Wednesday, April 20, 2016 - 3:30pm to 4:45pm
- Music Room 1145 (UCSB)
Admission is free.
Speaker: Jennifer Iverson, Assistant Professor of Music Theory, University of Iowa
Talk Title: Invisible Collaboration: The Dawn of Electronic Music at the Westdeutscher Rundfunk
This paper analyzes the earliest pieces of electronic music produced at the Westdeutscher Rundfunk (WDR) studio in Cologne in 1952 and 1953, focusing in particular upon the studio’s recently discovered “piece zero” Morgenröte [Dawn]. The aesthetic foundations of the studio as articulated by Meyer-Eppler, Eimert, and Beyer prized timbral innovation, but a host of technical collaborators were needed to help the composers work with the unfamiliar equipment. Thus, the WDR technology itself had profound and lasting effects on the works, as the evolution of high-art electronic music in the 1950s depended on engineer-driven solutions. Furthermore, composers were at pains to suppress and dispel the anxiety that their new high-art works were in fact just collections of Hörspiel [radio drama] sound-effects. This analysis shows that “to compose” electronic music is an inescapably collaborative process, by making visible and audible a network that enabled the creative work of the WDR studio.
Jennifer Iverson is Assistant Professor of Music Theory at the University of Iowa, and for the 2015-16 academic year, an External Faculty Fellow in residence at the Stanford Humanities Center. She is at work on a book about how the WDR studio in Cologne served as the central locus for the so-called “Darmstadt” group of composers. The electronic music studio reclaimed wartime technology, and provided a laboratory to work out a shared conceptual framework that applied to both electronic and acoustic musical compositions. Jennifer’s second research area is disability studies, and she has written about Bjork, the disabled body, and electronica. Her work appears in print in the journals twentieth-century music, Music Analysis, Tempo, and Music Theory Online; in the edited collections Sounding Off and Oxford Handbook of Music and Disability Studies; and is forthcoming in the Journal of the American Musicological Society.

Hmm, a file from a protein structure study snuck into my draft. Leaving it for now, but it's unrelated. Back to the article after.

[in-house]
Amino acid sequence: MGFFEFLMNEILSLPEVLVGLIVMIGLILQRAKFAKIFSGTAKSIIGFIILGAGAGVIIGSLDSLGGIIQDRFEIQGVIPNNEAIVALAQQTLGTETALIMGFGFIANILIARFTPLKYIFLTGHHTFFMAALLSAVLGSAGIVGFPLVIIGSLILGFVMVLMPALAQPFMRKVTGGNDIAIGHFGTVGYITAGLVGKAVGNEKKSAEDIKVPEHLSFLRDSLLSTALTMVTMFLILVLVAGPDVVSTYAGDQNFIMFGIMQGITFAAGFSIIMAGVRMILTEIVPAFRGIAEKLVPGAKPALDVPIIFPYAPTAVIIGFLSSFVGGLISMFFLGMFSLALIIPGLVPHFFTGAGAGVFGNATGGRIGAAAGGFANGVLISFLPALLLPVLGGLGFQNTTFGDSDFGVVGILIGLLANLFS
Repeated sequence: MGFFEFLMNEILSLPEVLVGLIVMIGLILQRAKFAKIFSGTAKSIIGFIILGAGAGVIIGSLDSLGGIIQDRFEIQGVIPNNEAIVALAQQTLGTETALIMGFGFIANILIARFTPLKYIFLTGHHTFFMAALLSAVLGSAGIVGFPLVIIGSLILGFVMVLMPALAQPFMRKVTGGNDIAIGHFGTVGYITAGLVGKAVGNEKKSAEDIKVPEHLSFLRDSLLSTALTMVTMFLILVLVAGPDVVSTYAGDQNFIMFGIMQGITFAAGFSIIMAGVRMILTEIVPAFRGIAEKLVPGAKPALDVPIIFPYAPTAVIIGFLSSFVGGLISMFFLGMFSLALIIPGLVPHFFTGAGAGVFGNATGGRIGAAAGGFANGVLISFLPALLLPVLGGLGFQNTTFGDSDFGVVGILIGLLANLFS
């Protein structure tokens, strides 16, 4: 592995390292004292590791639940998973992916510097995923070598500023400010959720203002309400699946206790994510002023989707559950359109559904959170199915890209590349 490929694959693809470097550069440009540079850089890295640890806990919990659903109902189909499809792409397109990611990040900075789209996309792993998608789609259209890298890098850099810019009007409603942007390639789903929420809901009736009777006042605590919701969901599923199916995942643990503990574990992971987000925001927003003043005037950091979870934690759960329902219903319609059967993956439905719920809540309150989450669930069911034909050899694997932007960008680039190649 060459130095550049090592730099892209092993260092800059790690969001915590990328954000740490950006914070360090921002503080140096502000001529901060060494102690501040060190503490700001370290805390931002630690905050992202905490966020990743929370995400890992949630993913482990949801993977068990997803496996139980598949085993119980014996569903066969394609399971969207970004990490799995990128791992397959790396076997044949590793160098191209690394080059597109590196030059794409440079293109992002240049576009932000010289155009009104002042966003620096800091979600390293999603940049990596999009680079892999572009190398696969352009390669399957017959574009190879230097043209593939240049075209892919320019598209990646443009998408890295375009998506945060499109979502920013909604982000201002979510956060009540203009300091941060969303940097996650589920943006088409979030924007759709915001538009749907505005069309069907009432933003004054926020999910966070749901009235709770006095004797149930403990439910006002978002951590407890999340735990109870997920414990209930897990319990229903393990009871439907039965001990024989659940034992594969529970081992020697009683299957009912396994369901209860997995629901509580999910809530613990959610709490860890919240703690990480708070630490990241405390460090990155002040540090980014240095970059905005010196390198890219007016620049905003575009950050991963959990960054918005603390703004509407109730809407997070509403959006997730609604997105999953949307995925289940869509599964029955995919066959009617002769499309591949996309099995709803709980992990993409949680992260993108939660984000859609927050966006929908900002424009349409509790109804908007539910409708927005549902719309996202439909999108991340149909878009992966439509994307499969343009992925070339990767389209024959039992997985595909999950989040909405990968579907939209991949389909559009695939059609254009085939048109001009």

Jennifer serves on the Faculty Senate at the University of Iowa and the editorial board of Music Theory Spectrum. She previously chaired the SMT Disability and Music (or DISMUS) Interest Group and served on SMT’s Accessibility Committee. She earned her Ph.D. at the University of Texas at Austin, and has since made multiple visits to European archives on research grants.
Sponsored by the Music History and Theory Forum at the Department of Music.
March 30, 2016 - 10:42am